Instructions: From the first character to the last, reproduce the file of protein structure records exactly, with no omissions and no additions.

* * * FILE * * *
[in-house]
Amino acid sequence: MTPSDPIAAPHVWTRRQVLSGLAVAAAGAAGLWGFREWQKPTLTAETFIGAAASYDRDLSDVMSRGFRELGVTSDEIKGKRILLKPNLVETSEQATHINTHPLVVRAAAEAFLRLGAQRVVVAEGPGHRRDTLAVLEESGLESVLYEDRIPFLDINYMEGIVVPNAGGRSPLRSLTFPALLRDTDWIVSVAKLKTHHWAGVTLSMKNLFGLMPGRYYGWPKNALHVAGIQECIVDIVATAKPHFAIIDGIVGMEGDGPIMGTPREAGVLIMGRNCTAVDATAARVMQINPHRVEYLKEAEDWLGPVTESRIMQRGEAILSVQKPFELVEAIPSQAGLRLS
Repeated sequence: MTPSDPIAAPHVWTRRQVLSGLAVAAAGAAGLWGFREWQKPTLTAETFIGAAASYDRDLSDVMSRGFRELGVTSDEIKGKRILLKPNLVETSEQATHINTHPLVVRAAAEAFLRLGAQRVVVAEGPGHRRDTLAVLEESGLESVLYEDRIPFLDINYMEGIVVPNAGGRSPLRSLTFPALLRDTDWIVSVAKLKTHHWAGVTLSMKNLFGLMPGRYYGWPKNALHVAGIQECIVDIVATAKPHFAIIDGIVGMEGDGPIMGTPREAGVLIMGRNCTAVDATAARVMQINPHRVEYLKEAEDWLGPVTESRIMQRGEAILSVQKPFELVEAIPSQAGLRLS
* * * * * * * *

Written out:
[in-house]
Amino acid sequence: MTPSDPIAAPHVWTRRQVLSGLAVAAAGAAGLWGFREWQKPTLTAETFIGAAASYDRDLSDVMSRGFRELGVTSDEIKGKRILLKPNLVETSEQATHINTHPLVVRAAAEAFLRLGAQRVVVAEGPGHRRDTLAVLEESGLESVLYEDRIPFLDINYMEGIVVPNAGGRSPLRSLTFPALLRDTDWIVSVAKLKTHHWAGVTLSMKNLFGLMPGRYYGWPKNALHVAGIQECIVDIVATAKPHFAIIDGIVGMEGDGPIMGTPREAGVLIMGRNCTAVDATAARVMQINPHRVEYLKEAEDWLGPVTESRIMQRGEAILSVQKPFELVEAIPSQAGLRLS
Repeated sequence: MTPSDPIAAPHVWTRRQVLSGLAVAAAGAAGLWGFREWQKPTLTAETFIGAAASYDRDLSDVMSRGFRELGVTSDEIKGKRILLKPNLVETSEQATHINTHPLVVRAAAEAFLRLGAQRVVVAEGPGHRRDTLAVLEESGLESVLYEDRIPFLDINYMEGIVVPNAGGRSPLRSLTFPALLRDTDWIVSVAKLKTHHWAGVTLSMKNLFGLMPGRYYGWPKNALHVAGIQECIVDIVATAKPHFAIIDGIVGMEGDGPIMGTPREAGVLIMGRNCTAVDATAARVMQINPHRVEYLKEAEDWLGPVTESRIMQRGEAILSVQKPFELVEAIPSQAGLRLS